The students will recognise how media and important people in the community influence personal attitudes, beliefs, decisions and behaviours.
Recap the previous sets of lessons relating to Hydration. Pose the question: “How often do you see your parent / carer / other important person in your life drinking water?” Allow some time for students to reflect on their answer, before asking the students to reflect on the following sets of questions:
- How often do you see water being advertised on television? Billboards? Magazines? Newspapers? Radio programs?
- Still thinking about drinks, what drinks you see advertised often? Where do you see them advertised most often? Can you think of one specific brand of drink that is advertised in many different ways?
- Allow students some time to brainstorm these questions with people around them before sharing their observations and ideas to the whole class.
Discuss the role that media, family and important people in the community have in influencing personal attitudes, beliefs, decisions and behaviours.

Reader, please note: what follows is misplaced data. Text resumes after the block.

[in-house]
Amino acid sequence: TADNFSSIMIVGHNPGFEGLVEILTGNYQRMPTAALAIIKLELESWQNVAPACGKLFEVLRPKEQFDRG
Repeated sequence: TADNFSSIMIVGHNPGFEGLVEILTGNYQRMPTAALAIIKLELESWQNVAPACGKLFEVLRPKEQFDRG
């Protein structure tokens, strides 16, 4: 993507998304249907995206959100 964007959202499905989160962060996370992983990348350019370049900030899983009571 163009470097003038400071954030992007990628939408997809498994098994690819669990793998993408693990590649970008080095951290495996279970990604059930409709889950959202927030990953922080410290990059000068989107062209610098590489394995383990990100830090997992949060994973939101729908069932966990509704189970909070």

Display the quote below, on the board.
"... 5-12 year olds are exposed to up to 96 food ads, including 63 for high fat / high sugar foods, per week, if they watch one hour of commercial TV a day."
(Quote from "Submission to Protecting Children from Junk Food (Broadcasting Amendment) Bill 2008" submitted by Australian Psychological Society)
Discuss the impact that this could have on students who do watch one hour of television a day. What effect would it have on those that watch more than one hour?
Ask students to complete worksheet Health Messages in the Media (U1L10R2).
Extension Activity 1
Are your students aware of exactly how much TV they are watching? Ask them to keep track for one week using this TV Log Sheet (U1L10R3).
This Australian Government website entitled Marketing obesity? Junk food, advertising and kids has information and studies of the effect of advertising on children.
The extension activities are a great homework task and / or task for those children who would benefit from extra work.